For example, let's say I want to publish a cookbook that contains canning and preserving recipes my grandmothers passed down to me. A great elevator pitch would be something like this:

Preserving the Past is a cookbook for people who love recipes passed down through generations. It contains 50 canning and preserving recipes, ranging from apple butter to hot pepper relish to marinara sauce. Heart-healthy and diabetic friendly alternatives are included, and each recipe is followed by my recollections of working in the kitchen to prepare these recipes with my aunts and grandmothers.

Readers love recipes passed down through generations
Photo by Maarten van den Heuvel on Unsplash

Now for the fun part—recipes

Most cooks know the format of a recipe: Ingredients list and preparation instructions. However, the details that are included can mean the difference between a recipe that is easy to follow and one that frustrates readers.

This is one reason why cooking tradition passed down through generations is so easy to remember. If you watched your grandmother make a dish over and over—even helped her make it, at points—you likely have the steps burned into your memory. Seeing the process makes it much easier to understand compared to only reading about the process.

Another point to consider when you are writing out your recipes is that some of your readers might be on a diet plan, and need to know the serving size and nutritional information of the dish. Websites like offer an easy-to-use calculator to determine the nutritional value of the recipe based on the ingredients and serving size. If you include this additional information, you should mention it in your "elevator pitch," since it is a selling point.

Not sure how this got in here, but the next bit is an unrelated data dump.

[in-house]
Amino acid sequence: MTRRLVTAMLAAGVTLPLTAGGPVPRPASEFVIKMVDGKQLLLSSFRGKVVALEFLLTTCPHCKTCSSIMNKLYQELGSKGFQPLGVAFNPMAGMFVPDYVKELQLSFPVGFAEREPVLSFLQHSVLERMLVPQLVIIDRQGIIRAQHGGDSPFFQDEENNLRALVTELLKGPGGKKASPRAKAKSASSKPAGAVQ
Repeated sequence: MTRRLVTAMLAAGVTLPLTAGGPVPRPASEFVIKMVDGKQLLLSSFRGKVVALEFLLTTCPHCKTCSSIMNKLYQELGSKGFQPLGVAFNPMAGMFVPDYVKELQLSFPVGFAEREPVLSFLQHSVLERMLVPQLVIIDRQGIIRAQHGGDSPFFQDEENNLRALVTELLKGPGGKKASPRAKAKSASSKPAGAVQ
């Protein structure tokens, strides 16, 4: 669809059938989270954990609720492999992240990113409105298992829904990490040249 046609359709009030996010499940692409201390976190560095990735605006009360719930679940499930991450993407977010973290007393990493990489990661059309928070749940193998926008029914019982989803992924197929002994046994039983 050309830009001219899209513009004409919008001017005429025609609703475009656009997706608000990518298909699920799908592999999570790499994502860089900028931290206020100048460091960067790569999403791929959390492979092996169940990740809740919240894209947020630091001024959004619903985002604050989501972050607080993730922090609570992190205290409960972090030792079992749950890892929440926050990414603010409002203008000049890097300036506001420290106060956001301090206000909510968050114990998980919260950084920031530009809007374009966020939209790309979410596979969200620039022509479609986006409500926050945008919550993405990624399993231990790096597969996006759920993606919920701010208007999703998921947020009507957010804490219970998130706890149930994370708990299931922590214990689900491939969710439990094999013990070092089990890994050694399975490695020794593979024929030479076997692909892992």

Before I discuss tips for writing your recipe ingredients, let's look at current food trends. An article published on Food Navigator notes that there is increasing awareness of the connections between diet, aging, and health. Heart disease, cancer, kidney stones, diabetes—the list of health problems caused by diet is extensive.

Considering that many people are battling these health issues, there is an eager audience for cookbooks promising health-conscious dishes. If you can boast health-conscious dishes that don't sacrifice flavor, you're steps ahead of the competition already.

With this in mind, if there is a way you can adapt your ingredients to healthier alternatives—do it. When you're in the "elevator pitch" stages, you can use trendy buzzwords like "organic" or "healthier alternative" or "gluten free" to get the attention of publishers.

Health-conscious recipes help drive sales
Photo by Gaelle Marcel on Unsplash

Beyond considering health-conscious alternatives, here are a few tips for creating your ingredients list:

  • List the ingredients in the order they will be used.
  • Offer substitutes for ingredients that might be hard to find, or that are mainly found in certain regions.
  • Be specific (for example, specify red, white, or yellow onion).
  • Note the optimal size of the mixing bowl, food processor, or other cookware that is to be used.
  • If ingredients are to be mixed in a certain order, note it and list them in the correct order.

Preparation instructions

Here are some rules to follow when writing your recipe's preparation instructions:

  • Use short sentences and include cooking times, as well as how cooking times could differ at high altitude or in different dishes (for example, glass vs. metal).